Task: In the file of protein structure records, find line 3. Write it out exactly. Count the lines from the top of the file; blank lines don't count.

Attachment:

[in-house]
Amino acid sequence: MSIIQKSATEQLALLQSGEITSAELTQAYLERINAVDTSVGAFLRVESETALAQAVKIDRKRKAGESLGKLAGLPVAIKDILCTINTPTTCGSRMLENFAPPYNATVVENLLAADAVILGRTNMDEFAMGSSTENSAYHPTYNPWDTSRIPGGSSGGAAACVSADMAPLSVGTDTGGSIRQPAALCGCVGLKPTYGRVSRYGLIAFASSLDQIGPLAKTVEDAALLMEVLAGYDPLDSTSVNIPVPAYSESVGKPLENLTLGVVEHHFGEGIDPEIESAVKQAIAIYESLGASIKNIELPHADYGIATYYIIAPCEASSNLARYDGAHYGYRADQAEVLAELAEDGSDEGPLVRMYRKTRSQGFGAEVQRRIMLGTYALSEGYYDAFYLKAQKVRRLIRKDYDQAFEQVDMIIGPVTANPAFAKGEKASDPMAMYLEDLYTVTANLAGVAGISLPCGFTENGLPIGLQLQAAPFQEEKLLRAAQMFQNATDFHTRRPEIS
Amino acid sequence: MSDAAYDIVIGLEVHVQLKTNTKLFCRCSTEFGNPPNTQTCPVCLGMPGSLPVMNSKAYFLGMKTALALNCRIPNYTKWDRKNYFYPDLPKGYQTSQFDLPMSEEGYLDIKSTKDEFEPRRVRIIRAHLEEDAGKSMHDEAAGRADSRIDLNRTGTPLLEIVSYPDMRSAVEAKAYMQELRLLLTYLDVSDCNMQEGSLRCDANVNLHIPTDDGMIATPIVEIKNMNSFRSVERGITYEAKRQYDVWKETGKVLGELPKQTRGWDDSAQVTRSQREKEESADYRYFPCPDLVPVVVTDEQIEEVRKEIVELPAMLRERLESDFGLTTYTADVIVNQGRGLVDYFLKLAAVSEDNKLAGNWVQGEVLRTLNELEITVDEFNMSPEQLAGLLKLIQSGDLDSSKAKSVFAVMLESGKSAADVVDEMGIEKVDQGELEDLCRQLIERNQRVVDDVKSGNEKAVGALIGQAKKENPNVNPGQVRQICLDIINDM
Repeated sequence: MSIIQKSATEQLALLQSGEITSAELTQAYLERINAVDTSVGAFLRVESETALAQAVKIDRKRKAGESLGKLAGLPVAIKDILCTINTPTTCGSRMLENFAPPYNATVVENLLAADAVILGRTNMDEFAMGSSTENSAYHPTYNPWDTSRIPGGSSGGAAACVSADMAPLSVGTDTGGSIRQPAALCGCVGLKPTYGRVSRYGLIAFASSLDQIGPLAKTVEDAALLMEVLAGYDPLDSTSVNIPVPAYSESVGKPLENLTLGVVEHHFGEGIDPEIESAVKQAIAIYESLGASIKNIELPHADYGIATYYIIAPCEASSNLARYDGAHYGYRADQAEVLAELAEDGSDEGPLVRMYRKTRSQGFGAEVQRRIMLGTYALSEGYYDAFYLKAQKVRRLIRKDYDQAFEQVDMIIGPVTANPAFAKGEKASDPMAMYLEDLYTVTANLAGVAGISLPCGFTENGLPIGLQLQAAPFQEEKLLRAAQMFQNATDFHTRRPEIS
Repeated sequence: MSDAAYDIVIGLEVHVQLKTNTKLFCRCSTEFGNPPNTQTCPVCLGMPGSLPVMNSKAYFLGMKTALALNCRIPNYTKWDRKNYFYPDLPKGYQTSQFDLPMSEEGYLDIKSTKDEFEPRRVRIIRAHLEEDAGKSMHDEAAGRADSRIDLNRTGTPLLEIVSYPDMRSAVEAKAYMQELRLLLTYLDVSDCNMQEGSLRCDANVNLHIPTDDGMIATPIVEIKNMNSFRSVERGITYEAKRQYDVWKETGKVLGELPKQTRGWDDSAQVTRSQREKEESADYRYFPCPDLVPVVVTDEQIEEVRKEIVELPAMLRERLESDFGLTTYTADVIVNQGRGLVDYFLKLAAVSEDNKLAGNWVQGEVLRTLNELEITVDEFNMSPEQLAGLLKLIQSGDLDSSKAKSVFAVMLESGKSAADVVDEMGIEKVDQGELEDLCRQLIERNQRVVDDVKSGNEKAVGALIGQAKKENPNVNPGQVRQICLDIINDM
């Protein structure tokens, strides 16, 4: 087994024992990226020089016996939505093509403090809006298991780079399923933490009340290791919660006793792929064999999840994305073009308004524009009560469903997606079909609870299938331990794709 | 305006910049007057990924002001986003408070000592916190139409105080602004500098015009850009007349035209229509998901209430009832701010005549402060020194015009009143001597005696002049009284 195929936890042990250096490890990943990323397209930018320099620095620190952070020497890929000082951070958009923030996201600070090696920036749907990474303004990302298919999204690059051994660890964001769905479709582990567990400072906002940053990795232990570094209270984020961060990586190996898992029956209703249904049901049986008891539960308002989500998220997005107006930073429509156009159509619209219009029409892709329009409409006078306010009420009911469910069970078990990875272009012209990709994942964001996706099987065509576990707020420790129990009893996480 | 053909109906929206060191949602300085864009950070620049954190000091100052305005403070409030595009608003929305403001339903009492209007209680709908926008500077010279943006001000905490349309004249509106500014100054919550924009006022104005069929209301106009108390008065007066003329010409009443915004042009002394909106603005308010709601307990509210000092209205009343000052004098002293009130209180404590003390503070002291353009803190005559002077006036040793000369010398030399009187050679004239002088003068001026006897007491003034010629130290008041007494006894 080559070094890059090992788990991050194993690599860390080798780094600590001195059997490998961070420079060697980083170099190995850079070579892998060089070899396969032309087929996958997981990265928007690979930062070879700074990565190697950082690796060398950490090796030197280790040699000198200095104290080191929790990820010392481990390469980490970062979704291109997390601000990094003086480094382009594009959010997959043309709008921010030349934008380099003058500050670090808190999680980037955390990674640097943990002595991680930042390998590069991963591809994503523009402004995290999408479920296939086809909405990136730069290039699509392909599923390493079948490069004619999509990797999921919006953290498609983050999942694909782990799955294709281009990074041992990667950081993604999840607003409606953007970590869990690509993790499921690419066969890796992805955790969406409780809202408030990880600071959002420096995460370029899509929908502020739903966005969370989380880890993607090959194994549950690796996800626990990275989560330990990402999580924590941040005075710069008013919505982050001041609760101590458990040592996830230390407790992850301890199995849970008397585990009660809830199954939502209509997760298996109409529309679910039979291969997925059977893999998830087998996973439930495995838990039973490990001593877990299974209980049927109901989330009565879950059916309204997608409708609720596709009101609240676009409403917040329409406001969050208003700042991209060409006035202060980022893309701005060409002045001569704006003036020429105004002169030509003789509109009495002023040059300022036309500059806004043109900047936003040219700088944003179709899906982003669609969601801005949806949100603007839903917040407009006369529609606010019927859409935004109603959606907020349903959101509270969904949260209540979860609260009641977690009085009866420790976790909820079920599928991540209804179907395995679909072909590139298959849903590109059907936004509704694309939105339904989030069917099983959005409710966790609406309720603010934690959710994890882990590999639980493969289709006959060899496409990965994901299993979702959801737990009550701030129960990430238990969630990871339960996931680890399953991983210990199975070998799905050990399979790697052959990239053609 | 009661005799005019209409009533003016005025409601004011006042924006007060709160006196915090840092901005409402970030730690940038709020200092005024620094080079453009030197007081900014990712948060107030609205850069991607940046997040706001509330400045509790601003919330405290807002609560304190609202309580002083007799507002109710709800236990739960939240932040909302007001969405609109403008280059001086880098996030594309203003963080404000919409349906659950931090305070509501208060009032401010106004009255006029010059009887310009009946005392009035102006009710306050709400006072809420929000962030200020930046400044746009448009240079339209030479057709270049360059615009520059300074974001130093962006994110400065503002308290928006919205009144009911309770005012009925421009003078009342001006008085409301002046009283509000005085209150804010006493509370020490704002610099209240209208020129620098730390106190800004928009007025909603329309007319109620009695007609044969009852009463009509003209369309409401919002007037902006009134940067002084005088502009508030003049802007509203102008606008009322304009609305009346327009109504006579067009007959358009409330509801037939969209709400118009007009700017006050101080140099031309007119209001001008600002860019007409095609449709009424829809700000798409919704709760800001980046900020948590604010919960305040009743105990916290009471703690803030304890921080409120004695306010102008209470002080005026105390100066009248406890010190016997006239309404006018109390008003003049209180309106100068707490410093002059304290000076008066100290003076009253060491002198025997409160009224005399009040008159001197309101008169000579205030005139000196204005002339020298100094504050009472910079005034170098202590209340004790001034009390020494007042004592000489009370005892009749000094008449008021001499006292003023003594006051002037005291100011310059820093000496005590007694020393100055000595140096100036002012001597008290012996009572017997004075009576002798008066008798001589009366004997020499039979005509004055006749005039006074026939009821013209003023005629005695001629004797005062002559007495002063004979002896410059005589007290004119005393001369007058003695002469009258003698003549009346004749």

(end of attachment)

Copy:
Amino acid sequence: MSDAAYDIVIGLEVHVQLKTNTKLFCRCSTEFGNPPNTQTCPVCLGMPGSLPVMNSKAYFLGMKTALALNCRIPNYTKWDRKNYFYPDLPKGYQTSQFDLPMSEEGYLDIKSTKDEFEPRRVRIIRAHLEEDAGKSMHDEAAGRADSRIDLNRTGTPLLEIVSYPDMRSAVEAKAYMQELRLLLTYLDVSDCNMQEGSLRCDANVNLHIPTDDGMIATPIVEIKNMNSFRSVERGITYEAKRQYDVWKETGKVLGELPKQTRGWDDSAQVTRSQREKEESADYRYFPCPDLVPVVVTDEQIEEVRKEIVELPAMLRERLESDFGLTTYTADVIVNQGRGLVDYFLKLAAVSEDNKLAGNWVQGEVLRTLNELEITVDEFNMSPEQLAGLLKLIQSGDLDSSKAKSVFAVMLESGKSAADVVDEMGIEKVDQGELEDLCRQLIERNQRVVDDVKSGNEKAVGALIGQAKKENPNVNPGQVRQICLDIINDM